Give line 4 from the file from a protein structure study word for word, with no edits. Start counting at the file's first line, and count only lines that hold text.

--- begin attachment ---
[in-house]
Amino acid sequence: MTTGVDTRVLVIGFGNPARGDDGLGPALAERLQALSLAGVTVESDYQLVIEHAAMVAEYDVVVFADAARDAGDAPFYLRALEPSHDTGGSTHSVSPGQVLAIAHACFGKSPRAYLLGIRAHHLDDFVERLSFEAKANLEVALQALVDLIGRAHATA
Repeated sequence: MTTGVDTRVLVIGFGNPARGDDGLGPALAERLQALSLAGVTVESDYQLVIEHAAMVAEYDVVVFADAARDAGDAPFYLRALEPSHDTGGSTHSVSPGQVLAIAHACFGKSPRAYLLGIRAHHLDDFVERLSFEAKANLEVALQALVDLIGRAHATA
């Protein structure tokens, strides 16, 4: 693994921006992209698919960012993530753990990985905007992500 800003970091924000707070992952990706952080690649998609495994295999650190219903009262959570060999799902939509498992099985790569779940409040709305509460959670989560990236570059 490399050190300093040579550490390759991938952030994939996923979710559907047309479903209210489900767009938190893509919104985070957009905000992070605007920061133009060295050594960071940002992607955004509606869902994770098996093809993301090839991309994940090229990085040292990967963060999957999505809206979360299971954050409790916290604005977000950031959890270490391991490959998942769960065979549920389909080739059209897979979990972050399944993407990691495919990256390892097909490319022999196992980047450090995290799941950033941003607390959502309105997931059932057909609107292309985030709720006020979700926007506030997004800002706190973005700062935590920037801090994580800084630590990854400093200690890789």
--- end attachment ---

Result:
């Protein structure tokens, strides 16, 4: 693994921006992209698919960012993530753990990985905007992500 800003970091924000707070992952990706952080690649998609495994295999650190219903009262959570060999799902939509498992099985790569779940409040709305509460959670989560990236570059 490399050190300093040579550490390759991938952030994939996923979710559907047309479903209210489900767009938190893509919104985070957009905000992070605007920061133009060295050594960071940002992607955004509606869902994770098996093809993301090839991309994940090229990085040292990967963060999957999505809206979360299971954050409790916290604005977000950031959890270490391991490959998942769960065979549920389909080739059209897979979990972050399944993407990691495919990256390892097909490319022999196992980047450090995290799941950033941003607390959502309105997931059932057909609107292309985030709720006020979700926007506030997004800002706190973005700062935590920037801090994580800084630590990854400093200690890789």